You are here
Pricey Hong Kong set to impose vacancy tax on empty new flats
[HONG KONG] Hong Kong proposed a vacancy tax on empty new homes on Friday in an attempt to discourage developers from hoarding, but analysts expect the measure to have little impact on prices in a property market rated the world's least affordable.
The tax, at 200 per cent of a newly built unit's rateable value, which is the estimated annual rental value of a property, is among a series of property cooling measures announced by the city's chief executive, Carrie Lam.
The tax translates to about 5 per cent of a flat's value, the government said, adding it would need the Legislative Council's approval and it would not be applicable to resold flats.
Private home prices in Hong Kong have been on a record-breaking run for 19 consecutive months, fuelling discontent among residents.
Under the proposed measure, developers would have to report the status of their new flats to the government annually, and the additional tax would be imposed on flats that had not been rented out for six of the previous 12 months.
Ms Lam said the property market had at least 9,000 empty new flats, including some completed five years ago.
"Today, when the housing supply is so tight and the demands for ownership are so strong, it is hard to understand why so many flats are left empty," she said.
A skilled service worker would need to work for 20 years to buy a 650 square feet (60 square metre) flat near the city centre, UBS said in a report in September.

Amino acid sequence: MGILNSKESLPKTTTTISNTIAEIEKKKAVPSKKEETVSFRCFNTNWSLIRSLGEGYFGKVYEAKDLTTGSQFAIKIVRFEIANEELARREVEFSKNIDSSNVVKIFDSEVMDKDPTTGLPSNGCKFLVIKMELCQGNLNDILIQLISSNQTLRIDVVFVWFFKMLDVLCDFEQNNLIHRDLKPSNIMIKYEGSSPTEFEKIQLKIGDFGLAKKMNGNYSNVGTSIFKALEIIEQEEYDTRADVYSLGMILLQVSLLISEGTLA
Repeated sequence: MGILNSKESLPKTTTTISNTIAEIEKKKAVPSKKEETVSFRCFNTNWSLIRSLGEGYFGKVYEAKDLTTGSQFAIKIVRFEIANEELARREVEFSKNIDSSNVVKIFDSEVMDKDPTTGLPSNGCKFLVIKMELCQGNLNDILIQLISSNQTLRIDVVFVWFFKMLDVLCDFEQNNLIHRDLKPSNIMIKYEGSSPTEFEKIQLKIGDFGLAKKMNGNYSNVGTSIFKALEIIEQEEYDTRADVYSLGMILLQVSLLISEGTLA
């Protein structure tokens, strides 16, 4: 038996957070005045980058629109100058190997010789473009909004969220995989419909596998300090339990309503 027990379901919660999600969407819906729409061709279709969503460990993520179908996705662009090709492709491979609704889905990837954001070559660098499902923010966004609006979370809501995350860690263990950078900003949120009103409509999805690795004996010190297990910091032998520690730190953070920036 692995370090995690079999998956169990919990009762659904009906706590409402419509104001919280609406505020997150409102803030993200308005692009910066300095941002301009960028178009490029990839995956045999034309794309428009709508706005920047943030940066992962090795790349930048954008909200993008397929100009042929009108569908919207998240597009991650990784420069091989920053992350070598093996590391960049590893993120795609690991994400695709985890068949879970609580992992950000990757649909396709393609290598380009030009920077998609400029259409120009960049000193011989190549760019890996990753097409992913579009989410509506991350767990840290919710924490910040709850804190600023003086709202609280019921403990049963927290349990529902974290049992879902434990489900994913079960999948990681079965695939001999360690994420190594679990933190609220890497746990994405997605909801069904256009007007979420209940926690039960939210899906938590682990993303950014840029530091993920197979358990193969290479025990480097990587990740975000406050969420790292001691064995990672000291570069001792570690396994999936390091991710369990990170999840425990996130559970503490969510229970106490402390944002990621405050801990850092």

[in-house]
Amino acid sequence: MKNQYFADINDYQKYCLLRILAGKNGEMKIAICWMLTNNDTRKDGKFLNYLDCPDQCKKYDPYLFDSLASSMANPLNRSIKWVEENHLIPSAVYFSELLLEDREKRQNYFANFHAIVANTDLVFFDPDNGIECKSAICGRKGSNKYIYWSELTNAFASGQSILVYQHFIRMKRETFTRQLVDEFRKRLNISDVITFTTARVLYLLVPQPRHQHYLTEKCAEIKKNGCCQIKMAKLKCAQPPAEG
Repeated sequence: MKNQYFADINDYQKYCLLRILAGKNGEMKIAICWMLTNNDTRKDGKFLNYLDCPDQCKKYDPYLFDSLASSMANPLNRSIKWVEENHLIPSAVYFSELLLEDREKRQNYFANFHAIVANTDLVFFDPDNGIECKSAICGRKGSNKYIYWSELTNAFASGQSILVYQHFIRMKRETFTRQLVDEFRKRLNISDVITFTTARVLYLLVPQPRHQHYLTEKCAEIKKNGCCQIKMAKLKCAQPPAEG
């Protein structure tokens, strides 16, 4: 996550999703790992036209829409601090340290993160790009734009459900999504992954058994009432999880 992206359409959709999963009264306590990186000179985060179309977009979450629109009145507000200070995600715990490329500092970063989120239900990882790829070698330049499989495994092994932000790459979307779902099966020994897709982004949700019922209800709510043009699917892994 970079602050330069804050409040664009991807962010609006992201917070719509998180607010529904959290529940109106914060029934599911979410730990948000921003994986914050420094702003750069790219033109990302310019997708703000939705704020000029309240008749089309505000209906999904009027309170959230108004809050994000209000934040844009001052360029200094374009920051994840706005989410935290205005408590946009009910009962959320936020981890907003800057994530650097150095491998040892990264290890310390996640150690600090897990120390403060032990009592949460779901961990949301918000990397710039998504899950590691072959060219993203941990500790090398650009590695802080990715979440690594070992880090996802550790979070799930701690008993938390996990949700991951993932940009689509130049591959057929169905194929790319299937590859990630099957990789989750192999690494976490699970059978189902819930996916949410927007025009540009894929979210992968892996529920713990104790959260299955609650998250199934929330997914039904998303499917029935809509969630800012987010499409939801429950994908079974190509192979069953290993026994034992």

Apart from the tax, the government also said nine plots of land previously allocated for private homes, including three in the prime Kai Tak district, would be used for public housing.
Subsidised homes would be priced according to people's median income instead of the market price, Ms Lam said.
It is common for developers in Hong Kong to sell newly completed residential projects in phases, in the hope of fetching a higher price on later sales.
Ahead of the government announcement, developers pushed out about 240 new units for sale last weekend, including some that were completed several years ago, according to media.
Of the roughly 1.17 million new and old private flats in Hong Kong, 3.7 per cent are vacant, which is among the lowest rates since the former British colony returned to Chinese rule in 1997.
An association representing developers opposed the vacancy tax and said the figure of 9,000 empty new flats that Ms Lam cited was misleading as it included 6,000 units that required at least six months of work for things such as furnishing, fittings and landscaping.
"Any suggestion of 'hoarding' can hardly be justified," the Real Estate Developers Association of Hong Kong said in a statement this month.
In response to a question on whether luxury apartments that developers fail to sell should also be taxed, Ms Lam suggested developers who did not wish to pay the new tax could lease the flats to senior expatriate employees at a lower rate.
Ms Lam also said the government would modify a Pre-sale Consent Scheme so that developers would have to push out at least 20 per cent of their flats during pre-sales.
"In recent years we see flats are sold in the way toothpaste is squeezed out of the tube," Ms Lam said.
"This will be unacceptable in the future."
A vacancy tax could be a double-edged sword for the housing market, according to property consultancy JLL.
"Developers may consider funnelling the additional costs to buyers to offset the vacancy tax, leveraging on the strong levels of demand in the market," Ingrid Cheh, associate director of research department at JLL, said earlier this week.
Hong Kong's property sub-index closed up 1.92 per cent ahead of the announcement.